Hard-working hawks keeping skies over city landfill clear

Hard-working hawks keeping skies over city landfill clear

Though just five years old, Aria will work an eight-hour shift every day of the week until she retires around age 10.

Her office is a dump, but the Harris hawk loves her job.

"It's not work. They're just chasing gulls around all day. It's a big party for them," said Stephen Bucciarelli, Aria's boss.

In 2010, the City of Ottawa hired Bucciarelli's company, Predator Bird Services, to clear the air above the Trail Road landfill of troublesome gulls.

The excrement produced by the resident colony — the noisy scavengers numbered around 6,000 at the time — was contributing to alarming levels of phosphorous in nearby storm water.

 High phosphorus levels cause excessive algae growth, and consequently low oxygen levels in lakes and rivers downstream.

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'Flying Labrador retriever'

The gulls posed another problem: with the municipal landfill just 20 kilometres southwest of the Ottawa International Airport, there was growing concern about the potential for dangerous bird strikes — mid-air collisions between birds and passing aircraft. 

Bucciarelli's hawks also pull duty at the airport itself, keeping runways clear of pesky gulls.

The company has a permit from the Canadian Wildlife Service allowing its raptors to catch and kill the gulls, but the program's real aim is deterrence.

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Predator Bird Services, based in London, Ont., with contracts from the Florida Keys to Fort McMurray, Alta., also uses goshawks, snowy owls and even bald eagles, but Bucciarelli said Aria and the other Harris hawks, which he likens to a "flying Labrador retriever," have the perfect temperament for the job.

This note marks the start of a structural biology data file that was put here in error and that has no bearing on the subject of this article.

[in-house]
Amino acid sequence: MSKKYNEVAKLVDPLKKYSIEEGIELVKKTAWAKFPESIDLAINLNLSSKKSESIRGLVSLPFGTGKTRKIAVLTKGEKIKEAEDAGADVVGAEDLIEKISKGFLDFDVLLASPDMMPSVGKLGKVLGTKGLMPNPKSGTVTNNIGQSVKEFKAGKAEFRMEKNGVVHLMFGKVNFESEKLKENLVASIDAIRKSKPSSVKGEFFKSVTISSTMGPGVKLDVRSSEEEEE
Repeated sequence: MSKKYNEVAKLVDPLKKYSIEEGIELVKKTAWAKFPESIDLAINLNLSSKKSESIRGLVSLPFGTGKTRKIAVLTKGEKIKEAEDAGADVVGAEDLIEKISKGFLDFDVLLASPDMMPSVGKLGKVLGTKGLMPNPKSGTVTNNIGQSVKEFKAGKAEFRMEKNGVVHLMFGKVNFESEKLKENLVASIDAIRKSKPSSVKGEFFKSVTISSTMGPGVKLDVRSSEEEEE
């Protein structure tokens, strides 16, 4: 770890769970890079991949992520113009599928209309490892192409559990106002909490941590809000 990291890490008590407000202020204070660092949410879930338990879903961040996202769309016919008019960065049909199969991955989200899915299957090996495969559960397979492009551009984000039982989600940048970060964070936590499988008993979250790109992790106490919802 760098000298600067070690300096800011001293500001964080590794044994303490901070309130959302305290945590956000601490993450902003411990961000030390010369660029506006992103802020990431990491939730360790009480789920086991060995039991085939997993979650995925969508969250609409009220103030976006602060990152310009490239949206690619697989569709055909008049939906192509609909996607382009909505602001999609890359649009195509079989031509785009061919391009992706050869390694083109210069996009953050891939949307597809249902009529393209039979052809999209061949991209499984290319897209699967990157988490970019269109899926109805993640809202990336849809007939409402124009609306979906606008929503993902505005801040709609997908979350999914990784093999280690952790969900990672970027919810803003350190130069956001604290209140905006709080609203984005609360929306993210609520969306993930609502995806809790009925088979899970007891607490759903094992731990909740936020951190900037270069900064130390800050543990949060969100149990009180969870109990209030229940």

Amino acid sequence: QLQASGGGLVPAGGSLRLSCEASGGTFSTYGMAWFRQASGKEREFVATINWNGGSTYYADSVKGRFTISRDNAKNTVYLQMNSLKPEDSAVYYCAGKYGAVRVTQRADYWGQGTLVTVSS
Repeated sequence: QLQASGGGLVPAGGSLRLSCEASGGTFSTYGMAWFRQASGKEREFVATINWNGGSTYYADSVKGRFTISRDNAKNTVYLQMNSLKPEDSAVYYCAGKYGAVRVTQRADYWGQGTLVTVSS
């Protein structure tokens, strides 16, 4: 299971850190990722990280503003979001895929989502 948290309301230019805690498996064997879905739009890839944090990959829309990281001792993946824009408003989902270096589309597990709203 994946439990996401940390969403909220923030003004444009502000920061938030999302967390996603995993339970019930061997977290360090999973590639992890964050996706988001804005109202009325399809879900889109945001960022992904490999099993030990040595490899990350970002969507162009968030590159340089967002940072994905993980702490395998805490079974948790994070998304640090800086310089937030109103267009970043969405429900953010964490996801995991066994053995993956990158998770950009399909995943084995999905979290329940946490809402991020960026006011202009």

"They're friendly with people, and it's easy to manage their emotions, too. They don't get too stressed out about anything," he said.

Human company

Aria and her partner — they typically work in pairs — have some human company at the landfill: falconers Stephanie Boardman and Jessica Farsi.

"In the wild, they hunt as packs," Boardman explained. "She considers me maybe her hunting partner."

When the workday is done, Boardman and Farsi take the hawks home with them each night. A diet of restaurant-grade quail keeps the hawks content and more interested in chasing gulls than dining on them.

Each morning, the hawks are chauffeured back to work in a white pickup truck. Their handlers often crank down the window and free the raptors while the truck is still rolling so the hawks can get a jump on the wary gulls, who have come to recognize the vehicle.

For the hawks' human partners, the days can be long, and the working conditions far from ideal.

"It can be long hours, especially when it's cold," Bucciarelli acknowledged.

Then there's the smell.

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An ancient art

But this ancient art still works. Within six months of the hawks' arrival, the gull colony at the landfill had dwindled to about 200. These days, some 40 stubborn scavengers remain year-round.

The ongoing problem is the flocks of migratory birds stopping for a snack on their way down south, unaware of who rules the roost at the landfill.

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"We need to keep the [hawks] there for that migration period," said Jason Staniforth, manager of waste processing and disposal at Trail Road.

The rest of the year, the $100,000-per-year landfill job is a "maintenance project," Bucciarelli said. But he's not worried the work will dry up: if his hawks ever retired, the gulls would be back in no time.